• Anterior Placenta- An anterior placenta faces toward the abdomen. One study showed that moms with a normally positioned anterior placenta had a success rate of 46%, versus a posterior placenta’s 53%. A pretty small difference, but worth mentioning.
  • VBAC and ECV- Once again, there’s a lot of hype about this. Some doctors do not believe that an ECV is safe for VBAC moms. However, some research indicates that there is a slight increase in complications for VBAC moms.
  • Baby’s Position— The percentage is small for this factor, but research seems to indicate that Frank Breech babies are less likely to be moved into the vertex position from an ECV than full breech positions.

5. ECV Risks

If you’re reading this post, you’ve probably already heard about the risks of an ECV. The biggest one being: an ECV may cause  a placental abruption and the possibility result in an emergency c-section.

I spoke to my OBGYN about this for both of my pregnancies. Both times, they said that this is extremely unlikely.

An ECV is considered to be a very safe medical procedure. One doctor conducted several studies surveying 3700 women. Out of all of those women, only two had complications severe enough to lead to an emergency c-section.

The most common risk of an ECV is temporary fetal distress, but even that is super rare. But what are the dangers of an ECV?

Here are some risks that you should consider, no matter how rare:

  • Placental abruption
  • Cord twists- sometimes there’s a reason why the baby wants to be in the breech position cases, the cord may twist around the baby’s neck even further.
  • Membrane rupture
  • Fetal distress
  • Fetal Risks Associated with Terbutaline (tachycardia, hyperglycemia, etc.)

Can an ECV Cause Brain Damage?

From my understanding, this is actually a possible complication of a breech vaginal delivery. In some, rare, cases the umbilical cord may become crushed, resulting in the oxygen and nutrients to become blocked. The end result is nerve or brain damage. 

Typically, your doctor will conduct an ultrasound before performing the procedure to confirm the placement of the baby and the umbilical cord. In all my research, I have not found anything to indicate that ECV increase the occurrence of brain damage. 

But talk to your doctor. If this is a major concern, let them know!

My Breech Baby - Is an ECV Worth It_
Breech Baby #2! While I didn’t feel like an ECV was the right call the first time around, I was confident that this procedure was the right choice this time. Baby had other plans though. She flipped right before our nonstress test. Then, again the next week (after teh the time for an ECV passed!) This baby actually flipped three times before she settled into the head-down position at 39 weeks.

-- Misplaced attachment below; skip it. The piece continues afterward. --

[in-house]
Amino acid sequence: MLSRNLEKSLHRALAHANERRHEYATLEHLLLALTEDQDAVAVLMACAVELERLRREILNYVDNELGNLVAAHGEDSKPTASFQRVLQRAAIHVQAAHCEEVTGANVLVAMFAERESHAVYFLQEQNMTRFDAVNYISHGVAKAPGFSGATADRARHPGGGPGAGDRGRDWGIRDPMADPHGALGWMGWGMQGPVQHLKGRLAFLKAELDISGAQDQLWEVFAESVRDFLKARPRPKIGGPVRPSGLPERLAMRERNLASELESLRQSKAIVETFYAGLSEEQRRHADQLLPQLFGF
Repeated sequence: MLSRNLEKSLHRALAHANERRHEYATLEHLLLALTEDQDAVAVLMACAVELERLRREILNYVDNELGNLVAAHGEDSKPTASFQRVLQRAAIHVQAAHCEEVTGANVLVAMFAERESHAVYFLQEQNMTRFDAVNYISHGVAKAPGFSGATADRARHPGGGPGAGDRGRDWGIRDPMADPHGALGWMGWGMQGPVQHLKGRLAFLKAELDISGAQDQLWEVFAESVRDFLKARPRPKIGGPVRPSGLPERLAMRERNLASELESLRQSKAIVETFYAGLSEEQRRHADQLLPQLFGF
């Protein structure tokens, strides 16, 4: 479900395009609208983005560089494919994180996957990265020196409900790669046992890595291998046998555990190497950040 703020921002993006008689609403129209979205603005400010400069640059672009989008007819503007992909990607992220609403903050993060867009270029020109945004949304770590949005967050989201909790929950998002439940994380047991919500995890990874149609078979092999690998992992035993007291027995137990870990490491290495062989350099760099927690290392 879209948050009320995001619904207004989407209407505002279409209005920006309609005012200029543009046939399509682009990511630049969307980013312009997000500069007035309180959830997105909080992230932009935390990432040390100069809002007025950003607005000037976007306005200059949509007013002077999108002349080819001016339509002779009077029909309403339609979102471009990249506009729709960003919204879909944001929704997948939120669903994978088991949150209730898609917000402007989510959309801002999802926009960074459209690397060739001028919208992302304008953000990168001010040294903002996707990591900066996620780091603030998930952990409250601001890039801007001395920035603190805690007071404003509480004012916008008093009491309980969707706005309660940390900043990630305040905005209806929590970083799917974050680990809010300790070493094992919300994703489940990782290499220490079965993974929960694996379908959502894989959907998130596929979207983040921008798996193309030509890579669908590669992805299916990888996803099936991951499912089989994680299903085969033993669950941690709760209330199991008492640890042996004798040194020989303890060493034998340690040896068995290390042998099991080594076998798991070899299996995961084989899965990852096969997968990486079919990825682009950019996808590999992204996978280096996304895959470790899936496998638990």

6: You Can’t Have an ECV If…

You have any of these conditions:

  • Placenta previa
  • You are pregnant with multiples—Just a note on this one, 90% of cases where Twin A is breech will result in a c-section. If Twin B is breech and you desperately desire a natural birth, your doctor might suggest a breech extraction.
  • Extreme hypertension
  • Fetal abnormalities
  • Uterus abnormalities
  • Intrauterine growth restrictions

ECV Aftercare

So, you’ve had the ECV and your baby is no longer breech. Congratulations! If you’re far enough in your gestation, your doctor may suggest inducing right then and there. This prevents your little acrobat from flipping again. My doctor said this isn’t the standard though. 

In most cases, if baby’s heart rate is good, they’ll probably just send you home.

Don’t worry if you’re sore for a couple days afterward. That’s pretty common. After you’ve rested up, it’s time to ensure that your baby stays vertex. About 25% cases of successful ECVs result in a c-section. This is primarily due to dystocia (which makes sense, considering awkward positioning and anatomy is usually the initial cause of breech presentations), fetal stress, or reverting to the breech presentation.

You worked hard to get that baby vertex. There are several exercises you can perform that will encourage your baby to stay in the right position. I have listed out a few of those exercises in my article, How to Turn a Breech After 36 Weeks.

Just remember that some of the exercises are advised only for mommies with a baby in the breech position.

 Spinning Babies is also an excellent resource.

Benefits and Risks of ECV - External Cephalic Version (1)

So, is an ECV right for You?

It’s a tough question to answer. The serious complications associated with an ECV are extremely rare, and although the results are a little sporadic, many women have nothing to lose.

For my first pregnancy, I had too many factors stacked against me to justify the risk (even if that risk was 1%). I was overweight, a new mom, I had an anterior placenta, my baby was Frank Breech, and my blood pressure was dangerously rising.

But remember, the second time around, I felt very confident in my doctor’s ability to perform an ecv, and it felt like the right choice for us. 

Weigh the benefits and risks, Mama. Only you can decide if an ECV is right for your situation. If you’re still undecided, I’ve compiled a quick list to display the pros and cons of an external cephalic version vs. a C-section. I hope that helps as well. 

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  1. I had an ECV at 36 weeks for my 1st baby. Baby didn’t budge an inch, but the doctor did break my waters in the process. So a simple ‘low risk’ procedure ended up in an emergency C-section. Bottom line – any intervention comes with risks.

    1. Thanks for sharing your story, Hayley! Wow, scary! I’m so glad everything turned out okay for you guys. I know that MOST ECVs take off without a hitch, but that’s the kind of scenario I was afraid of too.